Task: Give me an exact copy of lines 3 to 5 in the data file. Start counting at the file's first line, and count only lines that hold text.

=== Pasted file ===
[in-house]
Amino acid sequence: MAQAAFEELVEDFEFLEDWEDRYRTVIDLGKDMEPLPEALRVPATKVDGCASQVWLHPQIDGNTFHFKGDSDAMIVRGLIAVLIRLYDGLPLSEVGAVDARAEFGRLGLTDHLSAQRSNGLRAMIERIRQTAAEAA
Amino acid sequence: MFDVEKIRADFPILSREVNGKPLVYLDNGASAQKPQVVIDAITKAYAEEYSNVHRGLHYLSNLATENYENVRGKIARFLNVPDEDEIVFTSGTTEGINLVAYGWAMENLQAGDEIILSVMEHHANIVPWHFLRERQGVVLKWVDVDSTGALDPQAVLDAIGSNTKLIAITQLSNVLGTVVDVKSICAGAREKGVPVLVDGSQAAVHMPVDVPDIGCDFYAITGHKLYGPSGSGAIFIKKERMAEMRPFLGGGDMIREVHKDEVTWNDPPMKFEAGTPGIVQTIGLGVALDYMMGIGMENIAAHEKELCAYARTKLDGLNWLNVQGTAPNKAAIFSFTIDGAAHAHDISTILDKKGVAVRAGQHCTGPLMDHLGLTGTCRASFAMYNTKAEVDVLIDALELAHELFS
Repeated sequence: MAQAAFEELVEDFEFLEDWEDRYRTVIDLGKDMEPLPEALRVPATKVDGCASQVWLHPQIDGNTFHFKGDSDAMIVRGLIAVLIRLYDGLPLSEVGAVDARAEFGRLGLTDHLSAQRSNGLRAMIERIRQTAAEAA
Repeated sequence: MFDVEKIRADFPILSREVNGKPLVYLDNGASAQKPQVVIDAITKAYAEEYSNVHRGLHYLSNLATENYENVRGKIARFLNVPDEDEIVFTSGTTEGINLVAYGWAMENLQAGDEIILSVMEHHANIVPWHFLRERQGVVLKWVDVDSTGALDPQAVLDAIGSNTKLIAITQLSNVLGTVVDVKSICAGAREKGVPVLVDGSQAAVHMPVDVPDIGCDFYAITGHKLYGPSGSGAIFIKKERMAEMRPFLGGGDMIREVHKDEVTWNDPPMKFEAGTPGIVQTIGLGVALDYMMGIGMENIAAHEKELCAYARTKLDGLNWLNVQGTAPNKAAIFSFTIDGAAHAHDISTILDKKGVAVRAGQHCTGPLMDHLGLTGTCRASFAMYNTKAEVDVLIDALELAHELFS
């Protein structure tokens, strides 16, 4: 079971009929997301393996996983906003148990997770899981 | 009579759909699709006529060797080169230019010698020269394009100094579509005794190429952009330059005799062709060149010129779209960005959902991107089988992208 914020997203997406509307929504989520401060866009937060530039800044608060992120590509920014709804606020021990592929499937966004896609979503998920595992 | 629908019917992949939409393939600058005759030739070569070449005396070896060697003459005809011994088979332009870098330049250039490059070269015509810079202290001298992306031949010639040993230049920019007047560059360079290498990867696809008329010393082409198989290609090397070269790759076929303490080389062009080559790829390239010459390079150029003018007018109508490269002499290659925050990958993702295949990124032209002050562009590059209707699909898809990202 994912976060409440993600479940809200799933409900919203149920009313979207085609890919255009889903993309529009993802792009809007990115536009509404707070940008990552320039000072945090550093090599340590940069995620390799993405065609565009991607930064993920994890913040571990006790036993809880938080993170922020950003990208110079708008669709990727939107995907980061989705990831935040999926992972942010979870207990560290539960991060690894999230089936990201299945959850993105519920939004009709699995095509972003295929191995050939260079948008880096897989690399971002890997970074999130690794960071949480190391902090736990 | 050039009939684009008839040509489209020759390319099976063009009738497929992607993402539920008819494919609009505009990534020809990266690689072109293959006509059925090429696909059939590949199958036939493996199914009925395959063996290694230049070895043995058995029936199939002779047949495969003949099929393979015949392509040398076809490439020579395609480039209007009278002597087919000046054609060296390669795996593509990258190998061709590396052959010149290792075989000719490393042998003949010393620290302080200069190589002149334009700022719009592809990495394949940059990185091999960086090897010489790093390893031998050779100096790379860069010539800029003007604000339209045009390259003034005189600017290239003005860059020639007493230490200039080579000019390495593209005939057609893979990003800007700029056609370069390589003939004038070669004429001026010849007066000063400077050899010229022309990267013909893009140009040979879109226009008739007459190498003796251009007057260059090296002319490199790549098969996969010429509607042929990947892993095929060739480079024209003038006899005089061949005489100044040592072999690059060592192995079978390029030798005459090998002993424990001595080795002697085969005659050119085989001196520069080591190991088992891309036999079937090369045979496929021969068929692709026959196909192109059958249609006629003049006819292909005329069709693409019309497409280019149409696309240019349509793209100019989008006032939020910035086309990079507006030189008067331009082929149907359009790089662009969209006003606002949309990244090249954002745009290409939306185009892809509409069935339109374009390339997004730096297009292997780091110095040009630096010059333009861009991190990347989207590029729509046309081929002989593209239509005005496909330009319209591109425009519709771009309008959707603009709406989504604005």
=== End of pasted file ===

Amino acid sequence: MFDVEKIRADFPILSREVNGKPLVYLDNGASAQKPQVVIDAITKAYAEEYSNVHRGLHYLSNLATENYENVRGKIARFLNVPDEDEIVFTSGTTEGINLVAYGWAMENLQAGDEIILSVMEHHANIVPWHFLRERQGVVLKWVDVDSTGALDPQAVLDAIGSNTKLIAITQLSNVLGTVVDVKSICAGAREKGVPVLVDGSQAAVHMPVDVPDIGCDFYAITGHKLYGPSGSGAIFIKKERMAEMRPFLGGGDMIREVHKDEVTWNDPPMKFEAGTPGIVQTIGLGVALDYMMGIGMENIAAHEKELCAYARTKLDGLNWLNVQGTAPNKAAIFSFTIDGAAHAHDISTILDKKGVAVRAGQHCTGPLMDHLGLTGTCRASFAMYNTKAEVDVLIDALELAHELFS
Repeated sequence: MAQAAFEELVEDFEFLEDWEDRYRTVIDLGKDMEPLPEALRVPATKVDGCASQVWLHPQIDGNTFHFKGDSDAMIVRGLIAVLIRLYDGLPLSEVGAVDARAEFGRLGLTDHLSAQRSNGLRAMIERIRQTAAEAA
Repeated sequence: MFDVEKIRADFPILSREVNGKPLVYLDNGASAQKPQVVIDAITKAYAEEYSNVHRGLHYLSNLATENYENVRGKIARFLNVPDEDEIVFTSGTTEGINLVAYGWAMENLQAGDEIILSVMEHHANIVPWHFLRERQGVVLKWVDVDSTGALDPQAVLDAIGSNTKLIAITQLSNVLGTVVDVKSICAGAREKGVPVLVDGSQAAVHMPVDVPDIGCDFYAITGHKLYGPSGSGAIFIKKERMAEMRPFLGGGDMIREVHKDEVTWNDPPMKFEAGTPGIVQTIGLGVALDYMMGIGMENIAAHEKELCAYARTKLDGLNWLNVQGTAPNKAAIFSFTIDGAAHAHDISTILDKKGVAVRAGQHCTGPLMDHLGLTGTCRASFAMYNTKAEVDVLIDALELAHELFS